> > > >I just bought a lap top with wireless connection (this is all new to
    > me).
    > > > >
    > > > >I am not at school... I am home now and the HP people stepped me
    > through
    > > > >it...
    > > > >
    > > > >turning on the wireless...
    > > > >using the software... yadda yadda...
    > > > >
    > > > >to my surprise, my laptop found 3 non-secure networks in my area.
    > > > >The technician told me he would not help me do connect...
    > > > >This is fine.
    > > > >When we hung up... I tried any way... and connected.
    > > > >
    > > > >Now... I actually want to AVOID unethical behavior.
    > > > >So, can someone tell me how I am to know NOT to connect to a
    particular
    > > > >network?
    > > > >How do I know if a particular network my laptop finds is or is not
    > meant
    > > for
    > > > >public use?
    > > > >
    > > > >Mr. X.
    > > > >
    > > > >
    > > > >
    > > > >
    > > > Right click on the wireless network and select 'Disable'.
    > >
    > >
    >
    >
  5. Archived from groups: alt.internet.wireless (More info?)

    In article <phiDc.3730$z81.3070@fed1read01>,
    Mr. X <greenbaboon1@cox.net> wrote:
    > How do I know if a particular network my laptop finds is or is not meant for
    > public use?

    You could:

    1. Connect to the router/AP in question
    2. Get your IP address at e.g. http://www.whatismyip.com/
    3. Look up that address at e.g. http://samspade.org/
    4. Call the ISP who gave out that address, and see of you can find out who
    had it at that time
    5. Notify the owner

    Probably the ISP won't give you the info for step #4. I wouldn't, if I were
    the ISP, unless you had a warrant. In that case, you can ask them to notify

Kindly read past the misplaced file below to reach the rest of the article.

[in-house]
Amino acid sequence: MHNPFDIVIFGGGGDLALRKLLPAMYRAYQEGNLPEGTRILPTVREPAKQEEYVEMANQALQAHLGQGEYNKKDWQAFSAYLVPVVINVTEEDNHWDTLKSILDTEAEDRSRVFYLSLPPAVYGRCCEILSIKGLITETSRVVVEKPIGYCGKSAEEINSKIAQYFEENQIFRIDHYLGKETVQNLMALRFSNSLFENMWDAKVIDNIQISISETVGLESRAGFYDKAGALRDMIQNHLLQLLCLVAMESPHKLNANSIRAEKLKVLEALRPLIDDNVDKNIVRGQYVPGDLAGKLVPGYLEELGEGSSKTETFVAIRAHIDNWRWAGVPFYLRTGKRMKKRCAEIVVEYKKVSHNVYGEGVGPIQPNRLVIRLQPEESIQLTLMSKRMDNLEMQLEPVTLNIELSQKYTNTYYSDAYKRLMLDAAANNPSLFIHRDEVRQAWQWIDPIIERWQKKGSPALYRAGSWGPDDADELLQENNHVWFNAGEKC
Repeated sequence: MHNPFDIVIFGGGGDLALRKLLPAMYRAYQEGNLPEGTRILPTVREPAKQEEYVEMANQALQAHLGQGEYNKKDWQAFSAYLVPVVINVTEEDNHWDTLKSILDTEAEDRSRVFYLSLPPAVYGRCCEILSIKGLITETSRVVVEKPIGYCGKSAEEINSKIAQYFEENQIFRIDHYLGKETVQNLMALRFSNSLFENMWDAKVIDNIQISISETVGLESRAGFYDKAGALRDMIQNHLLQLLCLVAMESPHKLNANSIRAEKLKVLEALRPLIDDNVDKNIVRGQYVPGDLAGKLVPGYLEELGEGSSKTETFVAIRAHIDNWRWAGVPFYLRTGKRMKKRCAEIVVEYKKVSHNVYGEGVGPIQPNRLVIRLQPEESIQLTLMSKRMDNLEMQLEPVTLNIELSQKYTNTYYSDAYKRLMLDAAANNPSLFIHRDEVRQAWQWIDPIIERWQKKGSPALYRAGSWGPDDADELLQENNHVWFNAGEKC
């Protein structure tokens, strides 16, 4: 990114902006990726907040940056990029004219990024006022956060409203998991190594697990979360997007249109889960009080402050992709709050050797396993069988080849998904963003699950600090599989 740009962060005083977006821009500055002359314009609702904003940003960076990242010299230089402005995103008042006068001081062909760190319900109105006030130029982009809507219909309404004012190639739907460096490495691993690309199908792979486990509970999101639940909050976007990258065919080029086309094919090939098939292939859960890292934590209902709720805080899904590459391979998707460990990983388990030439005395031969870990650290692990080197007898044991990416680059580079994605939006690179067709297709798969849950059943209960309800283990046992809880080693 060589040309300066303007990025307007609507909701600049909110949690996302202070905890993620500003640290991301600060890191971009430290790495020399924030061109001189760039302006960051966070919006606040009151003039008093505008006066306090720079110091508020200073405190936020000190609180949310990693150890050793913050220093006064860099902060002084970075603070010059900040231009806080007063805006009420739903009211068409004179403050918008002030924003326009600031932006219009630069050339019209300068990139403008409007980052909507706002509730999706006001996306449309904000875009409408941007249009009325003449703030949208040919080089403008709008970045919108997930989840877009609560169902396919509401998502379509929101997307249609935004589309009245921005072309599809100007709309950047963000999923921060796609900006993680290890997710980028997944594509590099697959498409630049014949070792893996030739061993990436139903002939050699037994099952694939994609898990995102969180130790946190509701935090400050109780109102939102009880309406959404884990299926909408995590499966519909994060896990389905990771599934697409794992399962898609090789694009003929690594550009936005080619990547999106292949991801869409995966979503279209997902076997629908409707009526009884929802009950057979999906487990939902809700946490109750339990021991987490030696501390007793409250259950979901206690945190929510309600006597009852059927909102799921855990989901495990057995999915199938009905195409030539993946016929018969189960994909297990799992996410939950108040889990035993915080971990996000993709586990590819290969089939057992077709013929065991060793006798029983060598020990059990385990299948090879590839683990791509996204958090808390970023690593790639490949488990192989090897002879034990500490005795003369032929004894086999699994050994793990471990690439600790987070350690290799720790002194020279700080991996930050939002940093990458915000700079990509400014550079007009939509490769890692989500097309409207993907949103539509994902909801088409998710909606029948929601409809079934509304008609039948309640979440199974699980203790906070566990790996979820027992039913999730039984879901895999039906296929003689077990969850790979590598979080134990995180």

the computer owner.

    --
    -eben ebQenW1@EtaRmpTabYayU.rIr.OcoPm home.tampabay.rr.com/hactar
    SAGITTARIUS: All your friends are laughing behind your back... kill
    them. Take down all those naked pictures of Ernest Borgnine you've got
    hanging in your den. -- Weird Al, _Your Horoscope for Today_
  6. Archived from groups: alt.internet.wireless (More info?)

    "Christian" <nomail.please@no.com> wrote in message
    news:qcGEc.23541$wS2.2885@okepread03...
    > Well if the wireless network flows on to my property then
    > it is my property for my use.

    You can wish that this is true, but that won't make it legally so.

    Ron Bandes, CCNP, CTT+, etc.
  7. Archived from groups: alt.internet.wireless (More info?)

    "Hans Vlems" <hvlems.dotweg@zonnet.nl> wrote in message news:<2ke7a3F1cq9nU1@uni-berlin.de>...
    > Using a wireless network is similar to entering a house with an open door.
    > Access is illegal unless it's explicitly granted. Period.

    In what jurisdictions? Based on what statutes and case law? And what
    defines "explicitly granted" permission?

    What about connecting to a mail server to send mail? Do I need
    "explicitly granted" permission for that, too?

    I don't think the courts (at least around here) have settled this, and
    quite frankly I'm not entirely sure that an open signal being broadcast
    wouldn't count as an invitation to use it. If you close up your house
    and go to work but don't actually lock it, someone going in and watching